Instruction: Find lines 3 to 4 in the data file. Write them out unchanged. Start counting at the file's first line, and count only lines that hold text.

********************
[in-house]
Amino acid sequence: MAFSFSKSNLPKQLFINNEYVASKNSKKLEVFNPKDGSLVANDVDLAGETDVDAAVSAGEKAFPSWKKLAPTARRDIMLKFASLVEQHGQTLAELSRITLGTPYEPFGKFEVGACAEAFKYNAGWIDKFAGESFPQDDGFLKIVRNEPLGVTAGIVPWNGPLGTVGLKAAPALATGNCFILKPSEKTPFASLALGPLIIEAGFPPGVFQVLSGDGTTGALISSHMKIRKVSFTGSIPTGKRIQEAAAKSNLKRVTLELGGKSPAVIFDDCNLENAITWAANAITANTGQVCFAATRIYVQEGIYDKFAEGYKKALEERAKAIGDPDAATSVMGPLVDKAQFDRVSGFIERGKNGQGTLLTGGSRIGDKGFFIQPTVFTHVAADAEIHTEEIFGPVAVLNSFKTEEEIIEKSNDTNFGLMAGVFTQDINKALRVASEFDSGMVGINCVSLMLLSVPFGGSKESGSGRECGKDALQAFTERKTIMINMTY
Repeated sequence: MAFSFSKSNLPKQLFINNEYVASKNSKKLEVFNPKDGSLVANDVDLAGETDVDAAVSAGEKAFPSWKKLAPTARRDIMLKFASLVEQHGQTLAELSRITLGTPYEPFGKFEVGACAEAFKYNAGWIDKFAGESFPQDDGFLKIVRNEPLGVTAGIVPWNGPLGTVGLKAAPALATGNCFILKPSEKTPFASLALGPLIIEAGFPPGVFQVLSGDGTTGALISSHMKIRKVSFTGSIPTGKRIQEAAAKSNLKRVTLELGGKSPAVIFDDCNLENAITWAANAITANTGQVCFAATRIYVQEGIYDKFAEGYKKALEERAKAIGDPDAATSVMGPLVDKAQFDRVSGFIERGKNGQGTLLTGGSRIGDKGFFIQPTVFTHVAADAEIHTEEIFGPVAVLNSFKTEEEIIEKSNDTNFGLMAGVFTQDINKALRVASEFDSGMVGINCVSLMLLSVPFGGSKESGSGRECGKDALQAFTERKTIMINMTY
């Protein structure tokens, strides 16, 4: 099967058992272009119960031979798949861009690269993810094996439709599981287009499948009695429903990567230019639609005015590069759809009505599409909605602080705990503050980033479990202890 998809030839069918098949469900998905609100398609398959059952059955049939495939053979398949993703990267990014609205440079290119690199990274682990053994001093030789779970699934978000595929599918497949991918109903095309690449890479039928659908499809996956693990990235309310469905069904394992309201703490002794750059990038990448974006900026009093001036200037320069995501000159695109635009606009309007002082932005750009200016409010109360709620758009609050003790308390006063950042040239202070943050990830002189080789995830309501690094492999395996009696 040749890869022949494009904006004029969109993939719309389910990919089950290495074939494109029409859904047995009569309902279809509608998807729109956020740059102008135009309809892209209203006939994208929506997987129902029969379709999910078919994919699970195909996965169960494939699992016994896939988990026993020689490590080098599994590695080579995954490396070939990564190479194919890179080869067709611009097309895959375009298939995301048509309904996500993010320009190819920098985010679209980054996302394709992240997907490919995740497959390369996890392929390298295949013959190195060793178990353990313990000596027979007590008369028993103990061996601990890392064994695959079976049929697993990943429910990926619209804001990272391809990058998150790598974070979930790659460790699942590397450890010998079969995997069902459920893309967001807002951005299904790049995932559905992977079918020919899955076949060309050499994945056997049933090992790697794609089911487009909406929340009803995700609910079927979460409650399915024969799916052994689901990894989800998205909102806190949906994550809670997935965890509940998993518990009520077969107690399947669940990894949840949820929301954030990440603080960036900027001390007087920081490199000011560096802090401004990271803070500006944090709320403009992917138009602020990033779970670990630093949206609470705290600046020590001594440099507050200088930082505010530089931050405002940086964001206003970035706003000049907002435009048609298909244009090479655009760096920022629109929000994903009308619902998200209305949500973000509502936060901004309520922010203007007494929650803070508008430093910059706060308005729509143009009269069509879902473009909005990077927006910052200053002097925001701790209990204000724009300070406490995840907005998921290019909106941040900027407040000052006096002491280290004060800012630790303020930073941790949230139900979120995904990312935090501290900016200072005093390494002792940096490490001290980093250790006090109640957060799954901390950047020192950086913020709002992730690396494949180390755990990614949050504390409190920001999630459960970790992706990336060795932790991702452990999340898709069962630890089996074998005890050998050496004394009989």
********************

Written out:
Repeated sequence: MAFSFSKSNLPKQLFINNEYVASKNSKKLEVFNPKDGSLVANDVDLAGETDVDAAVSAGEKAFPSWKKLAPTARRDIMLKFASLVEQHGQTLAELSRITLGTPYEPFGKFEVGACAEAFKYNAGWIDKFAGESFPQDDGFLKIVRNEPLGVTAGIVPWNGPLGTVGLKAAPALATGNCFILKPSEKTPFASLALGPLIIEAGFPPGVFQVLSGDGTTGALISSHMKIRKVSFTGSIPTGKRIQEAAAKSNLKRVTLELGGKSPAVIFDDCNLENAITWAANAITANTGQVCFAATRIYVQEGIYDKFAEGYKKALEERAKAIGDPDAATSVMGPLVDKAQFDRVSGFIERGKNGQGTLLTGGSRIGDKGFFIQPTVFTHVAADAEIHTEEIFGPVAVLNSFKTEEEIIEKSNDTNFGLMAGVFTQDINKALRVASEFDSGMVGINCVSLMLLSVPFGGSKESGSGRECGKDALQAFTERKTIMINMTY
């Protein structure tokens, strides 16, 4: 099967058992272009119960031979798949861009690269993810094996439709599981287009499948009695429903990567230019639609005015590069759809009505599409909605602080705990503050980033479990202890 998809030839069918098949469900998905609100398609398959059952059955049939495939053979398949993703990267990014609205440079290119690199990274682990053994001093030789779970699934978000595929599918497949991918109903095309690449890479039928659908499809996956693990990235309310469905069904394992309201703490002794750059990038990448974006900026009093001036200037320069995501000159695109635009606009309007002082932005750009200016409010109360709620758009609050003790308390006063950042040239202070943050990830002189080789995830309501690094492999395996009696 040749890869022949494009904006004029969109993939719309389910990919089950290495074939494109029409859904047995009569309902279809509608998807729109956020740059102008135009309809892209209203006939994208929506997987129902029969379709999910078919994919699970195909996965169960494939699992016994896939988990026993020689490590080098599994590695080579995954490396070939990564190479194919890179080869067709611009097309895959375009298939995301048509309904996500993010320009190819920098985010679209980054996302394709992240997907490919995740497959390369996890392929390298295949013959190195060793178990353990313990000596027979007590008369028993103990061996601990890392064994695959079976049929697993990943429910990926619209804001990272391809990058998150790598974070979930790659460790699942590397450890010998079969995997069902459920893309967001807002951005299904790049995932559905992977079918020919899955076949060309050499994945056997049933090992790697794609089911487009909406929340009803995700609910079927979460409650399915024969799916052994689901990894989800998205909102806190949906994550809670997935965890509940998993518990009520077969107690399947669940990894949840949820929301954030990440603080960036900027001390007087920081490199000011560096802090401004990271803070500006944090709320403009992917138009602020990033779970670990630093949206609470705290600046020590001594440099507050200088930082505010530089931050405002940086964001206003970035706003000049907002435009048609298909244009090479655009760096920022629109929000994903009308619902998200209305949500973000509502936060901004309520922010203007007494929650803070508008430093910059706060308005729509143009009269069509879902473009909005990077927006910052200053002097925001701790209990204000724009300070406490995840907005998921290019909106941040900027407040000052006096002491280290004060800012630790303020930073941790949230139900979120995904990312935090501290900016200072005093390494002792940096490490001290980093250790006090109640957060799954901390950047020192950086913020709002992730690396494949180390755990990614949050504390409190920001999630459960970790992706990336060795932790991702452990999340898709069962630890089996074998005890050998050496004394009989």